This is the tool which will make all things happen. Inevitably, one can look at it as their golf club. You could even consider having different shovels for different types of ground. You can get a staff shovel (shown here), which is a long stick, or a D handle (shown below), which is more common. The advantage of a staff shovel is that it can help you avoid tendonitis, because your hand slides down the shaft in the event you hit a hard rock. The downside is it is more difficult to slam ram the blade into the ground when it is hard and clayey. When I first started planting in rocky ground, I quickly developed tendonitis. My forearm swelled up so much I could not plant for two weeks and had to learn how to brush my teeth and play pool with my left hand (harder than you think, but it has helped me become more ambidextrous). I was told by a veteran planter that I was slamming too hard and that I should learn to let go of the shovel just before it hits anything hard. For years afterwards, I used a wrist brace: a piece of metal fitting into my palm and velcroed around my wrist to stop it from pivoting up and down and which you should be able to pick up from most pharmacies or medical shops. The tendons are like long strings which are kept close to the muscles and body because they have to go through a ring around the wrist. But if you bend your wrist constantly (at least 5,000 times a day), the tendons will rub against the confining ring and eventually wear away the slippery protective layer around the tendons. Then you have raw tendons rubbing against raw tendons, which will quickly overheat and lead to damage and swelling. I’ve heard stories of planters being dragged to the hospital while kicking and screaming, protesting they want to keep planting.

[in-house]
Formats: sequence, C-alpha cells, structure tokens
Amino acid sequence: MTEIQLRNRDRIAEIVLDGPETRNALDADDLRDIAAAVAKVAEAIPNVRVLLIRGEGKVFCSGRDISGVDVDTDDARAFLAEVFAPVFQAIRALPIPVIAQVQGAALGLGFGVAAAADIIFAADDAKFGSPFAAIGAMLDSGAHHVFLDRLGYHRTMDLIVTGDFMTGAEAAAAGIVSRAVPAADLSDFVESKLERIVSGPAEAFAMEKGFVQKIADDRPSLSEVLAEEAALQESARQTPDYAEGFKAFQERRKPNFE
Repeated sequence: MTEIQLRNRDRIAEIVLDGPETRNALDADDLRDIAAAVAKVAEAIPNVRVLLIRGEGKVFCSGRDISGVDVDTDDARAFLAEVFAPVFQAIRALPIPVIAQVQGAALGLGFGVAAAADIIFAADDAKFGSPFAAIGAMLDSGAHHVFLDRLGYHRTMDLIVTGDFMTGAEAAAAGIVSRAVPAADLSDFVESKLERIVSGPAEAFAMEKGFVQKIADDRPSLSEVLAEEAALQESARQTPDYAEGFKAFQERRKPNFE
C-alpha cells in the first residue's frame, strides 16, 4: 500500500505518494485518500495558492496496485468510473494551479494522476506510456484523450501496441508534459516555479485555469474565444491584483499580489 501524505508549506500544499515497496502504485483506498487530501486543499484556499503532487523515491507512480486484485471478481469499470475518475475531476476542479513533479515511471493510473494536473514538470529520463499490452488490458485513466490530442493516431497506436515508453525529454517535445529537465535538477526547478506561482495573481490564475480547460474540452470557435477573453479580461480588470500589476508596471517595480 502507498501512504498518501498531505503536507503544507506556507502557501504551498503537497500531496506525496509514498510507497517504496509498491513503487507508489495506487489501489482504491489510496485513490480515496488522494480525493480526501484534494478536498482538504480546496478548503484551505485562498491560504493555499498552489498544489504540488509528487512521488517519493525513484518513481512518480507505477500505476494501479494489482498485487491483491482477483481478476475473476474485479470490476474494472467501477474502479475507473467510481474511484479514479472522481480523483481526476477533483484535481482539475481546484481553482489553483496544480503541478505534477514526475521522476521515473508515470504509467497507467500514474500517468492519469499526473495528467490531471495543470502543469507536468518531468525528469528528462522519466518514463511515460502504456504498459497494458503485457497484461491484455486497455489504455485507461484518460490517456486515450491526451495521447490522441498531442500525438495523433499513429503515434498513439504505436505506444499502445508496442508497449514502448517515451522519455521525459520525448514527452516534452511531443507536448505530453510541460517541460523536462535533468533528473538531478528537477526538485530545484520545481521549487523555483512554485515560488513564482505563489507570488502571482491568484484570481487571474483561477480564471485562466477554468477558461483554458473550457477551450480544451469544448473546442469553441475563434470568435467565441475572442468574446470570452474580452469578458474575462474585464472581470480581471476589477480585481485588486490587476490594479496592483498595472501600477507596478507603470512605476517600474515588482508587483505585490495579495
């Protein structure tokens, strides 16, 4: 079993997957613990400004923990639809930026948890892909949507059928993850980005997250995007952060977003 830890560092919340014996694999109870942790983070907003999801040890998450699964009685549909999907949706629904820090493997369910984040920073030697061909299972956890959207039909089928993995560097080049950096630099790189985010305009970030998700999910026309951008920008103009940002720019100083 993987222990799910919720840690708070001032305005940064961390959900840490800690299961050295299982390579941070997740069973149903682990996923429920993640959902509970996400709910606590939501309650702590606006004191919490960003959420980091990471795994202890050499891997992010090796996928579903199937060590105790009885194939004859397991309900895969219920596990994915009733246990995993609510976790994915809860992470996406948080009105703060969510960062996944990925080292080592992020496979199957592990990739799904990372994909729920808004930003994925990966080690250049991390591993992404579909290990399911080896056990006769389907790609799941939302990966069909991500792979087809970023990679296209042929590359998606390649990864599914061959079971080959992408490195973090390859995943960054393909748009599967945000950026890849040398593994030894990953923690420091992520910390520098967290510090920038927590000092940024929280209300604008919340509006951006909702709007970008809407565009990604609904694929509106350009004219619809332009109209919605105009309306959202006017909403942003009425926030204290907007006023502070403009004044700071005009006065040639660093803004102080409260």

You get into a frenzy rushing to the next spot, trying to maximise your earnings for that day, your adrenaline gets pumped up and seems to overcome any pain. I was on one contract where the ground was hard and felt great pain in many parts of my body the first two trees after each bagup. Once moving though my body got back into it, but within a few days I decided I needed to take at least one day off, because I felt my tendons were getting close to their limits. It is easy to get carried away and not feel the pain. If you have joint problems you could consider the staff shovel. You can wrap it in duct tape to help stop your hand from slipping down.